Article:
FastAPI and Celery

Walkthrough a minimal example utilizing FastAPI and Celery.

In this post, I will present to you a simple, minimal working example of utilizing new, high-performance Python web framework FastAPI and Celery - Distributed Task Queue for executing long-running jobs.

In addition to the FastAPI framework and Celery distributed task queue, we will also use the RabbitMQ as a messaging queue platform and Redis for returning the results of the executed jobs. For the monitoring of Celery jobs, the [Flower] - Celery monitoring tool will be used. All of the mentioned components will be orchestrated together with Docker and docker-compose.

If you don’t have already installed Docker and docker-compose, you can check on how to install it in out one of my previous blog posts. Also, it is assumed that you have a working version of Python 3.6 (at least) already installed on your machine.

The complete source code for this example is available on GitHub, feel free to check it out.

Before we dive into details on how to implement the usage of Celery task with FastAPI framework, we have to make sure, that we have installed on necessary dependencies. My preferred way of managing the Python application dependencies is with the pipenv tool. The following snippet contains the commands to install all needed dependencies.

# if you are using pipenv tools execute the following:
pipenv install fastapi uvicorn celery pydantic redis

# else if you are using the pip execute the following:
pip install fastapi uvicorn celery pydantic redis

Firstly, let’s create a simple server application using FastAPI framework. The code snippet below presents really basic FastAPI application with one controller function listening on the root (/) mapping, which receives one dynamic path parameter, in our case word parameter of type string.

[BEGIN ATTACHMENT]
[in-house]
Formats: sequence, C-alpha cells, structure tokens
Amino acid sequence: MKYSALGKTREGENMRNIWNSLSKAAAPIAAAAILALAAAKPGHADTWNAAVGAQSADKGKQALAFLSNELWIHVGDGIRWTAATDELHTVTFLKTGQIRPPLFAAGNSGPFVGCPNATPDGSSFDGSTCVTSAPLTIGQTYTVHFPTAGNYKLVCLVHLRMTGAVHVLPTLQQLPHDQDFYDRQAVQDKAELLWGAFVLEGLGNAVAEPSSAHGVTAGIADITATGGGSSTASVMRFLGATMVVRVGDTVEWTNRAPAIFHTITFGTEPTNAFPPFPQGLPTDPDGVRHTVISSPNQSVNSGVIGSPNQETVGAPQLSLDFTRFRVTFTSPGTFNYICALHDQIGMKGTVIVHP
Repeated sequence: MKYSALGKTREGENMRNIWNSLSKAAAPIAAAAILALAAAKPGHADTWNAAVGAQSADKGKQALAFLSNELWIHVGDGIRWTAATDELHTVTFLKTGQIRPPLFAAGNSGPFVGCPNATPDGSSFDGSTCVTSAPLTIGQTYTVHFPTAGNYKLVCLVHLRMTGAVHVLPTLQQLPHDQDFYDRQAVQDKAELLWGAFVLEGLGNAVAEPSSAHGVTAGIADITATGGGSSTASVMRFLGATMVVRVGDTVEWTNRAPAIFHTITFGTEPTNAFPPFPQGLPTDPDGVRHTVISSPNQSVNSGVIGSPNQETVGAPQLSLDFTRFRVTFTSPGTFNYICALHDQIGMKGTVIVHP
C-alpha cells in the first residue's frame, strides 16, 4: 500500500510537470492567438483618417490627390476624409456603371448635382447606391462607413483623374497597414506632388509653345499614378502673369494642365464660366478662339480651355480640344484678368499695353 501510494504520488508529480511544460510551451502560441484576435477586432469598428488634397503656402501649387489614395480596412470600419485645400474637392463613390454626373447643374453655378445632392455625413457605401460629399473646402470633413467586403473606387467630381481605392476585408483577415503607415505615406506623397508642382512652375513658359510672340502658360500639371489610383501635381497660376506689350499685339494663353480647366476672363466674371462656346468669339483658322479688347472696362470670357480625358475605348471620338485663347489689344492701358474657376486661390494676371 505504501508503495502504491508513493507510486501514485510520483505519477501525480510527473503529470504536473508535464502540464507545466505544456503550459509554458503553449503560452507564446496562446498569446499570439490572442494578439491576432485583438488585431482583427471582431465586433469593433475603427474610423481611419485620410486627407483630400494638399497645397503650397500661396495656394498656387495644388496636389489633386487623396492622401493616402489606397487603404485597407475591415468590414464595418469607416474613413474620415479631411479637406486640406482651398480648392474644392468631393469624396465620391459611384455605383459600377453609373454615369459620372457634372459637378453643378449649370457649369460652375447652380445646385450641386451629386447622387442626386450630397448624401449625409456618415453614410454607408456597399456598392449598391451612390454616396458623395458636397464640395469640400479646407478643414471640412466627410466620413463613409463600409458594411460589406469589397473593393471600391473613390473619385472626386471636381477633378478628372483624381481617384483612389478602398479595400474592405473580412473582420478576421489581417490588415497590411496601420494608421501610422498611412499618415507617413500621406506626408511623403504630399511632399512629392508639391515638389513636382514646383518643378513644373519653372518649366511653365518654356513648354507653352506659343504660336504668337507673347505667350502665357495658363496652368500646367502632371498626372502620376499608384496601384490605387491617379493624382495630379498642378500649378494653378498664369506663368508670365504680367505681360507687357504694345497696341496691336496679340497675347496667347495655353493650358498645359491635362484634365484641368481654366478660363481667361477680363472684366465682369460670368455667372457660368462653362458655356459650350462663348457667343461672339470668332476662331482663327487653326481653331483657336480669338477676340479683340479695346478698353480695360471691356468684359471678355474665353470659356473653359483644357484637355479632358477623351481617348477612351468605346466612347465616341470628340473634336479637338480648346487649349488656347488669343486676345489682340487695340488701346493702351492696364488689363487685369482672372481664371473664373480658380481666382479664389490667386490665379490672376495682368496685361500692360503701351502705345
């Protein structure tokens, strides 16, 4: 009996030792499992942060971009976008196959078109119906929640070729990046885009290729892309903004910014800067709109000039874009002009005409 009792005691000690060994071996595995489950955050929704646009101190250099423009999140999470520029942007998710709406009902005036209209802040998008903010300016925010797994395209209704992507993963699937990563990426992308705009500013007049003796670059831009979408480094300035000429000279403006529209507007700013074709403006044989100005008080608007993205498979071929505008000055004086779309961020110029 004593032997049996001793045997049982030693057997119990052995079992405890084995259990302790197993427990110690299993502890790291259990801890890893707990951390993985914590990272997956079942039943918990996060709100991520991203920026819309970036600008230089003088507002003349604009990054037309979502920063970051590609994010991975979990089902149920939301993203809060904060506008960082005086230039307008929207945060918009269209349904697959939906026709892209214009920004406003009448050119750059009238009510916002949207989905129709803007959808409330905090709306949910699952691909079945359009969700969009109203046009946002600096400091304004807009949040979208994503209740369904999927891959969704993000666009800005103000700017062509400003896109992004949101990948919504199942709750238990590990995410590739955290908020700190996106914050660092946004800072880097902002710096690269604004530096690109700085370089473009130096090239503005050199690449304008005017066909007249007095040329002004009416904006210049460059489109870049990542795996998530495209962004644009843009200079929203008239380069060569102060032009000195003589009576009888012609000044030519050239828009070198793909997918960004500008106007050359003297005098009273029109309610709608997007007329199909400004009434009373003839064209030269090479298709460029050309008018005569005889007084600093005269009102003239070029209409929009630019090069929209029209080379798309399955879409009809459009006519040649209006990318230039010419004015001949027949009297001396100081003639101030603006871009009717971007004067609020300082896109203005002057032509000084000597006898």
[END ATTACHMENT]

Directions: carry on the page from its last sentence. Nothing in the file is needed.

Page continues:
Following the new task is created with before mentioned word parameter, which is then added to a background task for the purpose of retrieving the response messages of a submitted task.

from fastapi import FastAPI, BackgroundTasks

from worker.celery_app import celery_app

app = FastAPI()


def celery_on_message(body):
    print(body)

def background_on_message(task):
    print(task.get(on_message=celery_on_message, propagate=False))


@app.get("/{word}")
async def root(word: str, background_task: BackgroundTasks):
    task = celery_app.send_task(
        "worker.celery_worker.test_celery", args=[word])
    print(task)
    background_task.add_task(background_on_message, task)
    return {"message": "Word received"}

Next, we have to implement the Celery worker which will execute given tasks. Lets first create a new folder named worker with two python files: celery_app.py and celery_worker.py.

In celerey_app.py we have to instantiate the celery app with backend and broker paths and configure it as presented in a code snippet.

from celery import Celery

celery_app = Celery(
    "worker",
    backend="redis://:password123@localhost:6379/0",
    broker="amqp://user:bitnami@localhost:5672//"
)

celery_app.conf.task_routes = {
    "worker.celery_worker.test_celery": "test-queue"}
celery_app.conf.update(task_track_started=True)

The final thing to implement is the celery_worker.py. The celery_worker.py should contain a task annotated function which defines what should be done. In the snippet below is an implementation of such function. To explain, our function receives the world parameter, then goes into for loop which loops for 10 times, each time executing the sleep function and updates the task state. Finally, when execution is finished it returns a dummy string.

from time import sleep

from celery import current_task

from .celery_app import celery_app